Indsendt: 29. november 2014
I played this game's immediate predecessor, Weird Worlds, extensively, and made the "Odd Adventures" mod that racked up a little notoriety near the end of that game's shelf life with Shrapnel Games. As a result, I'd dare say that I have more experience with the Infinite Space series than anyone who hasn't actually worked on the games or made a large-scale modification of their own (Hi, sgqwonkian!)
I say that to say this: if you liked Weird Worlds, you will probably like "Sea of Stars", but the game's future will depend greatly on how much Digital Eel has put into this game's engine. If the modding options really are "all that and the kitchen sink", SoS should be able to have a good run... if not, it's little more than an incremental upgrade, with a few jarring changes from the comfortable SAIS-derived interface that will disconcert both newbies and veterans.
The most obvious change is that the game is now 3D. Unfortunately SoS seems to get all the worst aspects of this change: the ship models are not especially detailed, arguably being a downgrade from the 2D graphics in Weird Worlds. The combat is a 2.5D compromise, which retains a lot of the simplicity of the original game, but sacrifices perhaps the game's best chance of distinguishing itself from its predecessors. The star map is fully 3D, and this is every bit as disorienting as you would expect. It's pretty, but that's about all I can say for it; as the actual gameplay doesn't seem to differ in any way from what's provided by a 2D starmap, it seems like a change made for the sake of change. Various fans have suggested making the starmap a 2.5D map, with all the systems shown on a flat plane, and I can't say that I disagree with the idea; right now attempting to navigate the purple void is downright painful, compared to the easy play that was present in the previous two games. That said, the planets and stars look spectacular on a full screen, and the ability to freely rotate gives the player a lot of interesting views that they would have missed in the previous games.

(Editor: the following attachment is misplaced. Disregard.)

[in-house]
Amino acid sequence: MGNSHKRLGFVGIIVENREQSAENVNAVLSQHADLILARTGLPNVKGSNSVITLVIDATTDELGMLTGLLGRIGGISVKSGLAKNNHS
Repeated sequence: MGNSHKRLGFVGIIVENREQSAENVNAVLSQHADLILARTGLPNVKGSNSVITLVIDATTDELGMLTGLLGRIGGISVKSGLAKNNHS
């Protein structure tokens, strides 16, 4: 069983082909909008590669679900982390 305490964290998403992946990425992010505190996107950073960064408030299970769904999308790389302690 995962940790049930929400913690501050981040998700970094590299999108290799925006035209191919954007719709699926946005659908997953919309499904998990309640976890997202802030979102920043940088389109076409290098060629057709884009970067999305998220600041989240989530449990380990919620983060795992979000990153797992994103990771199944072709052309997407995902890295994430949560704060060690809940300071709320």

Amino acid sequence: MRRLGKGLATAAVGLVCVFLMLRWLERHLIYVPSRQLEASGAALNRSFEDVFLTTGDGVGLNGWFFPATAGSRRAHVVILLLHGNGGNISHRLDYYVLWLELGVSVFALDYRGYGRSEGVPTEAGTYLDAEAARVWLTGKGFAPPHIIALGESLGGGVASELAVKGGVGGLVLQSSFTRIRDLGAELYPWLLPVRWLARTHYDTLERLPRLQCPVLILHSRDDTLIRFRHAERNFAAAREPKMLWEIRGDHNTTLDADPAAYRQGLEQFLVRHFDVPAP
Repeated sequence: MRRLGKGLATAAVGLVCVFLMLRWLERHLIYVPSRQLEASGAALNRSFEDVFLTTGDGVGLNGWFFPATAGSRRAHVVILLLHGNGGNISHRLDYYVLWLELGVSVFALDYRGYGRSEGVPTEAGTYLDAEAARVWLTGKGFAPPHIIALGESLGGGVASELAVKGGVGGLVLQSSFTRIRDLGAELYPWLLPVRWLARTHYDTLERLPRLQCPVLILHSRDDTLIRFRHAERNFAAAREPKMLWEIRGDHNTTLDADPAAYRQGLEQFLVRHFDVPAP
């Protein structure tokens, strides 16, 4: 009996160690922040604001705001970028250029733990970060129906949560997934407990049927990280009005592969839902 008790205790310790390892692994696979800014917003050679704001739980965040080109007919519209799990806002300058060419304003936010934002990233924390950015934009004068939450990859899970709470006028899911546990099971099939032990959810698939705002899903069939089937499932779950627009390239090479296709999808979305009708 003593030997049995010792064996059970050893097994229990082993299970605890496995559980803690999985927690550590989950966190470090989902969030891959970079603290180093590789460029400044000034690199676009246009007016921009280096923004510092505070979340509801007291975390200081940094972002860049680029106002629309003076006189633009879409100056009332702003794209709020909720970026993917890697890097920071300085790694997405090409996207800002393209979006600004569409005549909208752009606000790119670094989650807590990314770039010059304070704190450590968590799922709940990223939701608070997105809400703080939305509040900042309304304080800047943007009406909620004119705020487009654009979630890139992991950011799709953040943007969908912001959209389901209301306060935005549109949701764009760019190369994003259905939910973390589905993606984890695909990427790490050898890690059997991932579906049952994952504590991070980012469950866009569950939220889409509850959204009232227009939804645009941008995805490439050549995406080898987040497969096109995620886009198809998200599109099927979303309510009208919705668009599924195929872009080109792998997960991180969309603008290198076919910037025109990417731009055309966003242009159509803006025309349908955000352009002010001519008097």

The combat system is very similar to the one in WW, and retains many of its flaws, while adding a couple more. I'll start by mentioning the biggest improvement: you can now set exact paths for your ships to follow. Previously, your ship would go in a straight line to the coordinate you directed it at; now you can do something a little more elaborate, without having to keep your mouse over the ship.
As a tradeoff, though, It is now painfully difficult to control fighters in combat; ships don't seem to stay selected the way they used to. You have to drag in the direction you want the ship to go, and when you're in a fighter, that is simply not convenient... they keep slipping out from under the mouse. The way the game is set up discourages giving fighters the precise orders that made them so helpful in previous games in the series.
One interesting change is how the ships are deployed; in the previous game, you would pre-set a "formation" that your ships would appear in at the start of the battle. Now, you can dynamically deploy your ships anywhere on the map at the start of the battle, which gives you a few new tactical options that weren't available before. You also have the option of which ships to put into the fray; if you don't want to risk your weaker vessels in a hard fight, or your fleet on a first contact mission, you don't have to. Retreating is still cheap and easy, but your ships are now delayed for a second or two while they go into light speed, which gives your enemies a little time to hurt you before you run.